Friday, March 7, 2008
These are the tracks at the club that get Indians riled up. When the first decibel of that first thundering bass beat reverberates through the corpus callosum of the collective consciousness of the club, Priyas will shake, and Ameets will threaten your loved ones
1. What's my motherf**cking name! A-J-U-L
Very few things warm the heart like a line of Indian girls in unison dropping delicate, elegant 'bows.
2. So So Desh
Watch out if they play this track at your weekend Desi Club Party because you're walking out with Vodka Cranberry all over your buttoned down shirt.
3. Pyar Kiya Hai?
How are you going to expect Indians to avoid a sweaty freak out when a woman named Aashanti hits the tables? Perhaps no other pop moment allows Indian boys to fulfill their completely constructed notions of sweaty masculinity better than the guttural refrain "Got to doo, Got to doo, with it, uh."
4. Feel a Little Pak Coming Through
Pick the wrong Shruti to dance up on with this track and you're probably going home with a black eye courtesy of an Indian named Bhavesh, but who's going by Bud.
5. Yesh You Do
Fellas, move away from the dance floor at all costs when Ursher's opening mantra hits the PA. Get a drink, check your voice mail, sext message Payal, or franchise a Subway. Just don't find yourself occupying prime club real estate when these synth riffs spread like chutney, and every Indian girl in the venue breaks into a version of the same choreographed Fusion routine they put together to this track for the 2004 SASA cultural show. Just stand back and appreciate that you made it out alive.
6. As Lester Freamon would say, The Head Shot
It doesn't matter if you're in mid-conversation, embroiled in violent fisticuffs or OD'ing on mango lassi in the bathroom. When this song hits - you. will. dance. Most likely with your arms up. Most likely in a circle full of guys. Balle, balle!
For those Indians who want more than a silver medal for proving the theorem of imaginary numbers (i) but less than strenuous, physical activity, there is the "sport" of annoyance and argumentation - debate. You knew the Indian kids in your high school that "played" debate because on the Friday before big Saturday meets they would walk through the halls with a portable filing case and a varsity jacket sporting the "letter" they earned for talking fast amongst the best of them.
You also probably knew them because they ate lunch in that little debate office fashioned out of a broom closet, and now they're the 3rd years at Columbia Law School you go to when you're having problems with your Greek landlord in your dilapidated tenement apartment.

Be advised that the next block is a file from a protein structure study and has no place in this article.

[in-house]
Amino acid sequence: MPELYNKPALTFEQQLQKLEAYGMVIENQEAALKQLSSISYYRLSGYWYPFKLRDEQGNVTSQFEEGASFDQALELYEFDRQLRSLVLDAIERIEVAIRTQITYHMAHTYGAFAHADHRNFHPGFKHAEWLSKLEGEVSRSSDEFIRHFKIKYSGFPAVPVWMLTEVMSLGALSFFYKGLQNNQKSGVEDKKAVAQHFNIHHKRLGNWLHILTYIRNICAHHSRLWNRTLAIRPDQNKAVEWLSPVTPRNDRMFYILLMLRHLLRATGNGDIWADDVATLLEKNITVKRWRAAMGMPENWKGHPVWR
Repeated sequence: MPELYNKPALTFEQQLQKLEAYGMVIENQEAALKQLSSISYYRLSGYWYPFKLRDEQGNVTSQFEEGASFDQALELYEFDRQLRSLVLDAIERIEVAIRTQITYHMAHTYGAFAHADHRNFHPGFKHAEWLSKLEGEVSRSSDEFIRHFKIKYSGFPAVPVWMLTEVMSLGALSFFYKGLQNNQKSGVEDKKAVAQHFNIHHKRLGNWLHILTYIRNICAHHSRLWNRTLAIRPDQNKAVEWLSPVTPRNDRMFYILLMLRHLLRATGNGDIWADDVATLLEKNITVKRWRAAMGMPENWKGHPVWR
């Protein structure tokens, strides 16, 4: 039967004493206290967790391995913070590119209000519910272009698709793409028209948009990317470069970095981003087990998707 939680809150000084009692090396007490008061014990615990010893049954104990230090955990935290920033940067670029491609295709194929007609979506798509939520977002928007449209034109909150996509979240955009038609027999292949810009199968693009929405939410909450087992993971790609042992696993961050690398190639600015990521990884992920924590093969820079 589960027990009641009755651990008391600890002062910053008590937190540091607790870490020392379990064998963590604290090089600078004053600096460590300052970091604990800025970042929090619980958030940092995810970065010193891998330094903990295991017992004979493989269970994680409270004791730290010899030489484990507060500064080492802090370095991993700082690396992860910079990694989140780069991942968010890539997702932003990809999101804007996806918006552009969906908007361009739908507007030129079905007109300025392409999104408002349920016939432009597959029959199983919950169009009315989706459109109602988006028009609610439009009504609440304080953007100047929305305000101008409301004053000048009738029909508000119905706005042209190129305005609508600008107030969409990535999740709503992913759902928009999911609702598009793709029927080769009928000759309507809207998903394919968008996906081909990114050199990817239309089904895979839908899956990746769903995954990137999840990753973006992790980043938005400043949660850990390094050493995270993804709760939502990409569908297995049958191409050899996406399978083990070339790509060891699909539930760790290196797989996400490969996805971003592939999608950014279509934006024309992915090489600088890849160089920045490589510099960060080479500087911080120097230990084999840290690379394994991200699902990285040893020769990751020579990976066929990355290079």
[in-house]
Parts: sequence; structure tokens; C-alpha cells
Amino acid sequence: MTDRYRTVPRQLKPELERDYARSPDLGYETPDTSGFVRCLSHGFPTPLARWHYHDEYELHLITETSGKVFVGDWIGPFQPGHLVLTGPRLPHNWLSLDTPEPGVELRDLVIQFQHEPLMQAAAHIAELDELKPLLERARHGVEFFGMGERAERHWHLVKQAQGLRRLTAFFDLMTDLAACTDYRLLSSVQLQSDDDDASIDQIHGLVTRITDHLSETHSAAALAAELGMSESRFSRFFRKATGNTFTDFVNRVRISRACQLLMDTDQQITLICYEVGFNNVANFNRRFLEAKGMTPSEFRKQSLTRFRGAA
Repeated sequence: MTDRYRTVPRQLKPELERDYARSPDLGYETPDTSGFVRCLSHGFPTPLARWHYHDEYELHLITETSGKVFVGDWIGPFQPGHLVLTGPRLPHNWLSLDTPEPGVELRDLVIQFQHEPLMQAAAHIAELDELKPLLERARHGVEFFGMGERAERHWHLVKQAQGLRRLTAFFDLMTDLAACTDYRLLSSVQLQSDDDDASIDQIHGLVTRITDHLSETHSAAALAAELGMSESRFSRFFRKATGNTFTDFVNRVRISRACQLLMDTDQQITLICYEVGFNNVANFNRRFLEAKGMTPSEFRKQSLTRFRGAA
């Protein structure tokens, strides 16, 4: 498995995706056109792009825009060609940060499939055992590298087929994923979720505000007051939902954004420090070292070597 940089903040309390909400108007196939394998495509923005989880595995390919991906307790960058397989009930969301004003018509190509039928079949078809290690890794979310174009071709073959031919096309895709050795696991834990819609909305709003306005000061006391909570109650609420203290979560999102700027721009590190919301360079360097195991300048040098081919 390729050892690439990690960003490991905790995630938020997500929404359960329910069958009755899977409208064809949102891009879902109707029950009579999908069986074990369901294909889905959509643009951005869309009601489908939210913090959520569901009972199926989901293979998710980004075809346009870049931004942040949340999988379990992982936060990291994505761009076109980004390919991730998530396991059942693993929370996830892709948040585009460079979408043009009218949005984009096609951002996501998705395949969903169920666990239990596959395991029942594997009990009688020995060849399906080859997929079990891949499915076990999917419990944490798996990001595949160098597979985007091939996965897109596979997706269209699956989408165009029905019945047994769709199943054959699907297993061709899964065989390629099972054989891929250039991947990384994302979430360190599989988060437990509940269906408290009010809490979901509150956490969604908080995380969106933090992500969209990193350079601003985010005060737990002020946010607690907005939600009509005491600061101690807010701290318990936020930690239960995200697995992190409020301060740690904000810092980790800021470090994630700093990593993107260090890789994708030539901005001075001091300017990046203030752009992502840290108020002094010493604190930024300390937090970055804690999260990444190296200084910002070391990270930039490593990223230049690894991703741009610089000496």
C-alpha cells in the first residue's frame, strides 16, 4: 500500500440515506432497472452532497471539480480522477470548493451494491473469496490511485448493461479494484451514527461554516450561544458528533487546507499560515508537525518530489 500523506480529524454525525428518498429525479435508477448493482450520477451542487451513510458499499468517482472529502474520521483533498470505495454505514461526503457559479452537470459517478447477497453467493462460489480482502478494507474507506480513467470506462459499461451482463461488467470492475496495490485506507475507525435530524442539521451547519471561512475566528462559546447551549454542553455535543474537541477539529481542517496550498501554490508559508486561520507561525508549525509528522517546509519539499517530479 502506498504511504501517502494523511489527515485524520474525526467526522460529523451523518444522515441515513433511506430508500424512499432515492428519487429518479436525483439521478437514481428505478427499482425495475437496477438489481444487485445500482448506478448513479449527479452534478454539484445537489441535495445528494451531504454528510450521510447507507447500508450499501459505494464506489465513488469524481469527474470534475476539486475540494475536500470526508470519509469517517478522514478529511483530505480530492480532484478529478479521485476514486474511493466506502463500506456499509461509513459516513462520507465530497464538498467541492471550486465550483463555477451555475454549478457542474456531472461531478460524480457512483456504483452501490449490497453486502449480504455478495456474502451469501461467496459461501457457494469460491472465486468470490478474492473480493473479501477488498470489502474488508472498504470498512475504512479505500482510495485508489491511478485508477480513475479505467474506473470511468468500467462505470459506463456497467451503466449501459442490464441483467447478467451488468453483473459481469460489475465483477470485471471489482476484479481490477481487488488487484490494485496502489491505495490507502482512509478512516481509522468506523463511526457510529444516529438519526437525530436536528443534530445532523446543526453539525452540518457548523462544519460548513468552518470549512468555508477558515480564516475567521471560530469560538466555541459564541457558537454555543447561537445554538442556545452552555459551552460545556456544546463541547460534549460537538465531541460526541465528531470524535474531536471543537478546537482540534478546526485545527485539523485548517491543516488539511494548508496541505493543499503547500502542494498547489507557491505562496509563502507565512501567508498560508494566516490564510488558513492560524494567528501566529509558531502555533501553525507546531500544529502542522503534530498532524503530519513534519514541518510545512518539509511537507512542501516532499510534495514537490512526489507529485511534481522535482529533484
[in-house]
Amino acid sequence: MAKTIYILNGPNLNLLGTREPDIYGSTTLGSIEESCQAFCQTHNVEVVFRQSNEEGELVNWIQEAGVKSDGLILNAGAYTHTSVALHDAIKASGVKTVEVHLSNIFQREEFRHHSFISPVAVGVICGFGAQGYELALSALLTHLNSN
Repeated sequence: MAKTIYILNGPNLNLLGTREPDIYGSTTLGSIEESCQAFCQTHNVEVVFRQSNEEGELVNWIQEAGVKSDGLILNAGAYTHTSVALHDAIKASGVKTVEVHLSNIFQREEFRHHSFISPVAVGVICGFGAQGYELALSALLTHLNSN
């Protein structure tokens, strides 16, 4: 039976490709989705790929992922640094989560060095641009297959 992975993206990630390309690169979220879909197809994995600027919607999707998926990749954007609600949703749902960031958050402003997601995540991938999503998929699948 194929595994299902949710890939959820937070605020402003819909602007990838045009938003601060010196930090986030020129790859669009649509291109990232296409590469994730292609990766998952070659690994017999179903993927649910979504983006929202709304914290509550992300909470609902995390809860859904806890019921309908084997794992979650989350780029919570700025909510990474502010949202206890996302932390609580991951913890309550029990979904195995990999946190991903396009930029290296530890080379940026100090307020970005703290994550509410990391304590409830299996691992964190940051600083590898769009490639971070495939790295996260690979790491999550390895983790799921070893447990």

There are three certainties in life: death, taxes, and fighting when young Indians get together at an Indian-majority party (sporting the ubiquitous party-top/patterned shirt). It seems rather strange, given that the previous generation of Indians preferred to resolve their conflicts through gossip (airing other kids' inferior SAT scores, Yasmin's movie, etc.) and/or exclusion. In contrast, this generation's conflict-resolution preferences are far more aggressive. Furthermore, these fights only occur at large Indian gatherings, and never at ethnically-diverse parties where a subgroup of Indians happen to be.
So how do such conflicts start? This would best be illustrated through a completely fictional example.
Let's take a fictional guy. Ameet*. Let's say he's from, oh, Gujarat, and grew up in, let's say, Schaumburg, IL. Ameet ends up at a Big Ten school, where he meets a girl he likes: Anjali. Anjali likes him at first, but ultimately drops him into the dreaded friendzone. Naturally, Ameet is crushed.
Ameet then does some soul-searching to possibly figure out why the object of his affection does not reciprocate his feelings. He erroneously concludes that his diminuitive stature must be the reason. Ameet's bitterness envelops him, and he spirals into a full-fledged Napoleon Complex.
Now, since he has to settle with being friends with Anjali, he decides that if he can't have her romantically, no one can. So at the next party (which inexplicably takes place in a barn), when prospective suitors come her way, he'll push them away, talking about, "No, she's like my sister, dogg; you can't dance with her." Sometimes, they'll ignore him and continue to woo Anjali. This enrages Ameet. He then proceeds to round up his friends of similar maturity and hairstyle (perhaps they too have had the same experience with Anjali) and attack the suitor. This occurs a few more times at future parties and with other prospective suitors.
The fights don't last long, but the damage is done. Anjali no longer likes Ameet, but stays friends with him out of guilt. Ameet has fully descended into the Dark Side, and is now primarily known campus-wide (perhaps Big Ten-wide) as Petite Ameet - the guy with the Napoleon Complex that always starts fights at parties with his "Desi Champ" friends. A crying shame.
And so every Indian Party has a Petite Ameet-type tragic hero. Their reasons for rousing rabble are resultant of varying insecurities, but the results are the same: unnecessary fights, generally over women they cannot have, but feel compelled to "protect". It is simply a sad state of affairs.
Beware of Petite Ameets.
Thursday, March 6, 2008
Admit it, when you hear that an acquaintance/friend put up a profile on Indiandating.com, a part of you chuckles a bit. "Heh," you think. "I'd never join a dating site - it has too much of a biodata feel. And dating on the Internet? Kinda creepy."
But then you turn around and get all hyper on facebook. Updating your interests to reflect your new-found passion for female south Asian writers. Tagging yourself on the good photographs from this past weekend's party (with you in a party top/patterned shirt). Un-tagging the sucky ones. Writing a witty blurb about yourself in which you want to appear intelligent, but not presumptuous about it. All profiles adhere to this principle - have a good picture of yourself as your main one, and have some in which you're doing something funny or unique, to show that you have a light side too.